Many of us neurotypical people have a skewed understanding of autism. The general misconception is that autistic or neurodivergent people don’t possess well-developed mental faculties and have cognitive difficulties similar to mentally impaired patients. However, this is far from true. Many autistic children and adults are just limited by the constraints of verbal communication. Some might even have heightened sensory perceptions, deeper memory, and creative abilities far superior to “normal” people.
The Reason I Jump is a documentary based on the eponymous 2007 memoir written by Naoki Higashida, a nonverbal Japanese teenager with autism. Passages from the book – which was translated into English by novelist David Mitchell (Cloud Atlas) and his wife, KA Yoshida (who have a child with autism themselves) – are interspersed in the film, and attempt to bridge the gap between a non-speaking autistic mind and the neurotypical world that has long struggled to understand them and too often neglected to try. Some may have thought Naoki had no emotion or imaginative intelligence, but his book proved otherwise. It revealed a mature introspection that conveyed his perspective with real insight and articulacy.
Naoki learned to communicate by pointing to letters on an alphabet board created by his mother. The author, now in his 20s, didn’t want to appear in the documentary himself but his words that illuminate his sensory perceptions, resonate throughout it. While draped with bits of narration from Naoki’s book that plays over dreamy footage of a Japanese-British autistic boy (Jim Fujiwara) wandering through the countryside, Jerry Rothwell’s film uses Naoki as more of a guiding light than a character, which allows it to bear out the book’s lessons away from the person who wrote it.
Naoki’s book is the spine of this documentary, his commentary relayed to us by narrator Jordan O’Donegan. With this context, Rothwell sets across the globe, capturing the lives of those with nonverbal autism. We meet Amrit, a painterly teenager from India whose line drawings constitute a visual diary of her day; Joss, a young man from Kent and the son of the film’s producers Stevie Lee and Jeremy Dear, who is acutely attuned to sound and light; Ben and Emma, hockey-mad high schoolers from Virginia; and Jestina, a mid-teen deemed a ‘devil’ and a ‘witch’ from Sierra Leone. The exploration of Jestina’s experience gestures toward a larger point. Her parents describe launching a public campaign to change attitudes in Sierra Leone, where centuries-old beliefs, rooted in fear, stigmatise autistic people as possessed by the devil.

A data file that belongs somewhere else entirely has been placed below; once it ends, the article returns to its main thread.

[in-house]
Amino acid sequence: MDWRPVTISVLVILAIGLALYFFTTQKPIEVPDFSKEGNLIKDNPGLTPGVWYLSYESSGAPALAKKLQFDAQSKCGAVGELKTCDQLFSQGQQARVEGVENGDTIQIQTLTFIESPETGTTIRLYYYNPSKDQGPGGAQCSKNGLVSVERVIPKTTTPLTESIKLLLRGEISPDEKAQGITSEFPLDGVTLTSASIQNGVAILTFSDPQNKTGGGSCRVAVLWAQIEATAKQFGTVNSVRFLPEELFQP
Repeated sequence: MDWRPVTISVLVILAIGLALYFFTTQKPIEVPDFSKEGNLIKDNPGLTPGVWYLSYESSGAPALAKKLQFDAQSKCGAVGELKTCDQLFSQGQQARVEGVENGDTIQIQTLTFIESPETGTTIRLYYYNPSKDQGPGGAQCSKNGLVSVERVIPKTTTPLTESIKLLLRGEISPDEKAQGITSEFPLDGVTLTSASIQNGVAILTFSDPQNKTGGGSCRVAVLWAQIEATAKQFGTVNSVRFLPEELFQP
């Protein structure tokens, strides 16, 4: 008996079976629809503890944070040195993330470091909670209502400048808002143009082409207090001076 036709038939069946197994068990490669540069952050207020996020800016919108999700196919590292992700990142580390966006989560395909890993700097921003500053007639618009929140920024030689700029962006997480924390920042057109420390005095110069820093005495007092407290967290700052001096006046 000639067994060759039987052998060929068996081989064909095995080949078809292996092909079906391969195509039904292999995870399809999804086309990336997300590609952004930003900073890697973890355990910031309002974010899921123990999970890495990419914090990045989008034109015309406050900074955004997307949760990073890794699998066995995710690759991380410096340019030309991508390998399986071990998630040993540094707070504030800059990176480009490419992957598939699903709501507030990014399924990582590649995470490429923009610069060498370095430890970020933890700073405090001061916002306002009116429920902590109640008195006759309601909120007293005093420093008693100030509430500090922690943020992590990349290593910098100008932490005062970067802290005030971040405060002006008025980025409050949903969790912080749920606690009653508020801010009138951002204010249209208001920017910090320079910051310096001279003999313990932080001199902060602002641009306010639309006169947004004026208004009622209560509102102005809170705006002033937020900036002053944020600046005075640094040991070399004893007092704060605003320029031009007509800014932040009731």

This is a film about mapping that middle ground, and so it makes sense that Rothwell presents it in a way that tries to thread the needle between the experience of living on the spectrum and the experience of living with the spectrum, each of which can be confusing in its own way. Rothwell recognises that making assumptions about the inner lives of people who can’t express themselves can lead to grave inhumanities. He hopes that his documentary will open a window on ways of thinking that we often ignore and don’t understand and that makes us judge people in completely inappropriate ways.
The Reason I Jump is in cinemas on Friday, June 18th.